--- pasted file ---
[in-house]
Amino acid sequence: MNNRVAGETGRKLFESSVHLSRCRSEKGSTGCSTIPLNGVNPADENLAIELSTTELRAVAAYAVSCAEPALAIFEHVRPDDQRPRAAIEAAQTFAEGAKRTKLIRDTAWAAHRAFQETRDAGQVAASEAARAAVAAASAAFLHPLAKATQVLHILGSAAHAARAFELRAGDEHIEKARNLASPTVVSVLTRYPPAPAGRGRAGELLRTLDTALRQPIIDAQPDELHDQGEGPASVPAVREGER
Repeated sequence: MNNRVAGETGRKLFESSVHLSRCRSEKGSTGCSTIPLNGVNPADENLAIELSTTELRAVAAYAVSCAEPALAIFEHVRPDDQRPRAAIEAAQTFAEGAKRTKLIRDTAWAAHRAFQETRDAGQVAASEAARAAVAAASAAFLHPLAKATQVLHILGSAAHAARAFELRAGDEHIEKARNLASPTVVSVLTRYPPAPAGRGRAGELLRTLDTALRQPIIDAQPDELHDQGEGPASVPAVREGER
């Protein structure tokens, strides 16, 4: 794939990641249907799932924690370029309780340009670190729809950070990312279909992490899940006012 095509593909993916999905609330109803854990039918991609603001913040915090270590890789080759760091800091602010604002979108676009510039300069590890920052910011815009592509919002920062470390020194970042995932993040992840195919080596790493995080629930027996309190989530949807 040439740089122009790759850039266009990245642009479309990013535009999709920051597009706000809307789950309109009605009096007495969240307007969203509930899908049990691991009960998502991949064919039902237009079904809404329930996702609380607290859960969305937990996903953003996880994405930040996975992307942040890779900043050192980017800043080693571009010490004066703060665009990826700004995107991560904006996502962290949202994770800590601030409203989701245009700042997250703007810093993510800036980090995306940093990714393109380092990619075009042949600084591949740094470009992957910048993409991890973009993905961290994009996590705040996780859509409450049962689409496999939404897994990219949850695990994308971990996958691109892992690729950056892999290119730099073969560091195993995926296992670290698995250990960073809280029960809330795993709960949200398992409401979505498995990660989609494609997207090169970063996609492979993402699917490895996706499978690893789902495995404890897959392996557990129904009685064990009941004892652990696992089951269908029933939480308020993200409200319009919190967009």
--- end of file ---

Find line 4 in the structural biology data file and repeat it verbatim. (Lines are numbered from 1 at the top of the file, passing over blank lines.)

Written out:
């Protein structure tokens, strides 16, 4: 794939990641249907799932924690370029309780340009670190729809950070990312279909992490899940006012 095509593909993916999905609330109803854990039918991609603001913040915090270590890789080759760091800091602010604002979108676009510039300069590890920052910011815009592509919002920062470390020194970042995932993040992840195919080596790493995080629930027996309190989530949807 040439740089122009790759850039266009990245642009479309990013535009999709920051597009706000809307789950309109009605009096007495969240307007969203509930899908049990691991009960998502991949064919039902237009079904809404329930996702609380607290859960969305937990996903953003996880994405930040996975992307942040890779900043050192980017800043080693571009010490004066703060665009990826700004995107991560904006996502962290949202994770800590601030409203989701245009700042997250703007810093993510800036980090995306940093990714393109380092990619075009042949600084591949740094470009992957910048993409991890973009993905961290994009996590705040996780859509409450049962689409496999939404897994990219949850695990994308971990996958691109892992690729950056892999290119730099073969560091195993995926296992670290698995250990960073809280029960809330795993709960949200398992409401979505498995990660989609494609997207090169970063996609492979993402699917490895996706499978690893789902495995404890897959392996557990129904009685064990009941004892652990696992089951269908029933939480308020993200409200319009919190967009």